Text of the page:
Jones’ SECURe team has been developing a set of approaches that expand on traditional notions of when and how SEL happens at school. The takeaway: SEL should exist everywhere at school, across the building — with every adult in the building on board. Educators should teach SEL through strategies, routines, and structures, as opposed to just through lessons and curricula.

Examples of practice:

  • Teachers can facilitate quick games during downtime or transitions that build a specific SEL skill. Jones and her team have developed a set of “brain games” that help students develop executive function and self-regulation skills in fun, engaging, and ongoing ways.
  • When a conflict between several students arises, all adults at the school can encourage students to use “I messages” (“I feel ___ when you ___”) to express their feelings. The student using an “I message” develops self-awareness and an emotion vocabulary, and the students listening develop perspective taking and empathy skills — and everyone develops conflict-resolution skills.
  • Classrooms can incorporate specific structures and objects to help kids manage their behavior. A “SECURe corner” might be a designated area for students to visit when they need to squeeze a stress ball or want to use a feelings tree to help them articulate how they’re feeling.
  • These structures can exist elsewhere in the school as well. For example, SECURe created a “peace path” poster for disagreeing students to use, which helps them articulate the reason for their disagreement and pick a solution. Some schools chose to paint a giant peace path on their playground or in their cafeteria, to help students manage conflicts on their own throughout the school day.

Supporting SEL in Adults, Too

A whole-school approach to SEL means that all the adults in the building — not just teachers and principals, but lunchroom monitors, bus drivers, librarians, and specialists — have to be invested and on the same page with SEL. In their own interactions, as well as in their work with students, adults should model the type of behavior they want their students to exhibit, Bailey says.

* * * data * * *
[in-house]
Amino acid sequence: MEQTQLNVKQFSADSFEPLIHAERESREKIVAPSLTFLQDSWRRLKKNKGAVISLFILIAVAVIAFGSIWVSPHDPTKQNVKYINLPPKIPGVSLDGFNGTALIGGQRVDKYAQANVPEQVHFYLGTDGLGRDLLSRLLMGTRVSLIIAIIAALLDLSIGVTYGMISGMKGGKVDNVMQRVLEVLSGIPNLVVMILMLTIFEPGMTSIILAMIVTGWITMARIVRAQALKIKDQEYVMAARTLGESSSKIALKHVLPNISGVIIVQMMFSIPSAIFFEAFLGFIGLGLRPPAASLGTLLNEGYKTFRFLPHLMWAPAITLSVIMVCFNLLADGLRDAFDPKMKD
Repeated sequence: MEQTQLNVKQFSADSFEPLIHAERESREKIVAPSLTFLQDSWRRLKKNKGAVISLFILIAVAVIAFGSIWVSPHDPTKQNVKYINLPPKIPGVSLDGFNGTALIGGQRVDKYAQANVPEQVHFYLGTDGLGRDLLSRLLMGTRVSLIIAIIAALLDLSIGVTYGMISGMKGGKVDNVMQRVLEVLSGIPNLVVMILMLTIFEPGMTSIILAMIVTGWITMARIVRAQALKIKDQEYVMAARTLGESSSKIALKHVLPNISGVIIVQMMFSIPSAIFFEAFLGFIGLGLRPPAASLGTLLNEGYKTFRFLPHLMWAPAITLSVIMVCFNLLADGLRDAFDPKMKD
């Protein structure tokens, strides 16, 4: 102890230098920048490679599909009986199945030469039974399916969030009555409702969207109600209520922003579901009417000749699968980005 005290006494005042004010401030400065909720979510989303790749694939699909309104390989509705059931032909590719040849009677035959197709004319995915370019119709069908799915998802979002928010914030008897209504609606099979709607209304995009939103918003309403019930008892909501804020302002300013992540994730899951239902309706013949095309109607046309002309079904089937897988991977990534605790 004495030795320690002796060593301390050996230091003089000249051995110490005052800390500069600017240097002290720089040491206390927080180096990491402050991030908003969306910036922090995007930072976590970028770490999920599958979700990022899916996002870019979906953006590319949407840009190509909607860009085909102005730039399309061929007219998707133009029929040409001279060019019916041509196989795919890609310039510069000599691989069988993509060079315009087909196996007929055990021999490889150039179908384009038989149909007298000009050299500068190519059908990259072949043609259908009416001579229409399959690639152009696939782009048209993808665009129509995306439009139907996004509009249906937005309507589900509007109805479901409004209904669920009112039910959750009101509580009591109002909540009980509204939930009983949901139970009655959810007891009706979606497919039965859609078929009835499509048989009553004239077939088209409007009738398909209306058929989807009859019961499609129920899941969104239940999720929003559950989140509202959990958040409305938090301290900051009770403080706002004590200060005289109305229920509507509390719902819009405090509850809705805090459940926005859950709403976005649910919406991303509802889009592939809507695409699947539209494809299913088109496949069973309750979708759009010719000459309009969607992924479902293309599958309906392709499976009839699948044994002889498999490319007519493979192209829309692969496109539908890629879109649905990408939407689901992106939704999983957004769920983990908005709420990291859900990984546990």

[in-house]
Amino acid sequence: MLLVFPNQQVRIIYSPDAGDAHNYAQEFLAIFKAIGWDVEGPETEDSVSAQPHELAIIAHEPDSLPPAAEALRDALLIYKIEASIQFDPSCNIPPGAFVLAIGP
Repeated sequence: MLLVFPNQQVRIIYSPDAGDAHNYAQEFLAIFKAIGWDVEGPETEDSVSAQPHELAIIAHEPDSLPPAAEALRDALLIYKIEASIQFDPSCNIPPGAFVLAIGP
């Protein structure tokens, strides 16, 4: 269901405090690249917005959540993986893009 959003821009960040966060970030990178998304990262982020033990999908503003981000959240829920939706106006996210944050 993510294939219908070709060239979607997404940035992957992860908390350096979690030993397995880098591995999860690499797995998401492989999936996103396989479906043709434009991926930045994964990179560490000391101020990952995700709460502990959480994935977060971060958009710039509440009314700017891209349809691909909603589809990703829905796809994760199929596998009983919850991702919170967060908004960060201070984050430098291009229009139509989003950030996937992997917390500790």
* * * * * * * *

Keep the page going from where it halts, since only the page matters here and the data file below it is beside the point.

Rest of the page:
So while regular professional development can teach adults the nuts and bolts of integrating SEL into the school day, one more step is crucial to a successful program: Ensuring that adults develop their own social-emotional capacities. “Our approach has shifted towards supporting the adults’ own social emotional needs, addressing the stressors they may be experiencing as professionals in education,” says Bailey.

Supporting adults means offering tailored SEL strategies — but it also means creating opportunities for school staff to listen, problem-solve collaboratively, and reflect and plan. It means proactively considering the social-emotional needs of all staff.

SEL Programs that Make a Lasting Impact

  • They take a whole-school approach, involving every student and every adult in every part of the building.
  • They offer all-staff trainings and the use of school-wide strategies.
  • They proactively consider the SEL needs of staff, with support from administrators and school leaders.

This article originally appeared on Usable Knowledge from the Harvard Graduate School of Education. Read the original version here.


About Leah Shafer

Leah Shafer is a writer for Usable Knowledge.